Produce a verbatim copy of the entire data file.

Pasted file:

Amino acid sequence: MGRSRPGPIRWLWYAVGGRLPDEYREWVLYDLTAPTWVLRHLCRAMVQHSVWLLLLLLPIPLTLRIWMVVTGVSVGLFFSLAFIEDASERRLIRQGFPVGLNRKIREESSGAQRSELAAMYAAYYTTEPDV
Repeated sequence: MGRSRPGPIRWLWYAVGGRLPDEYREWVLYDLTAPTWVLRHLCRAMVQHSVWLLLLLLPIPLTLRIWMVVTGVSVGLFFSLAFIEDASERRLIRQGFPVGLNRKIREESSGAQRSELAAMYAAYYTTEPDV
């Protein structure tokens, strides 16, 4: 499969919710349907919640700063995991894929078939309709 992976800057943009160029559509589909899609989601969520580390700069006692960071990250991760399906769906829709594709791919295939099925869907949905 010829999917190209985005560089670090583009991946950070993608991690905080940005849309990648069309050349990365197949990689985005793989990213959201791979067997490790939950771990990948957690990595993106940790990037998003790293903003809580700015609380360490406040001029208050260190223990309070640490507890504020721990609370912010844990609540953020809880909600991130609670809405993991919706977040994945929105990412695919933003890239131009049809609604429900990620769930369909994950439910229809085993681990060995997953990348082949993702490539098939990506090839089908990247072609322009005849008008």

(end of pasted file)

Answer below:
Amino acid sequence: MGRSRPGPIRWLWYAVGGRLPDEYREWVLYDLTAPTWVLRHLCRAMVQHSVWLLLLLLPIPLTLRIWMVVTGVSVGLFFSLAFIEDASERRLIRQGFPVGLNRKIREESSGAQRSELAAMYAAYYTTEPDV
Repeated sequence: MGRSRPGPIRWLWYAVGGRLPDEYREWVLYDLTAPTWVLRHLCRAMVQHSVWLLLLLLPIPLTLRIWMVVTGVSVGLFFSLAFIEDASERRLIRQGFPVGLNRKIREESSGAQRSELAAMYAAYYTTEPDV
């Protein structure tokens, strides 16, 4: 499969919710349907919640700063995991894929078939309709 992976800057943009160029559509589909899609989601969520580390700069006692960071990250991760399906769906829709594709791919295939099925869907949905 010829999917190209985005560089670090583009991946950070993608991690905080940005849309990648069309050349990365197949990689985005793989990213959201791979067997490790939950771990990948957690990595993106940790990037998003790293903003809580700015609380360490406040001029208050260190223990309070640490507890504020721990609370912010844990609540953020809880909600991130609670809405993991919706977040994945929105990412695919933003890239131009049809609604429900990620769930369909994950439910229809085993681990060995997953990348082949993702490539098939990506090839089908990247072609322009005849008008």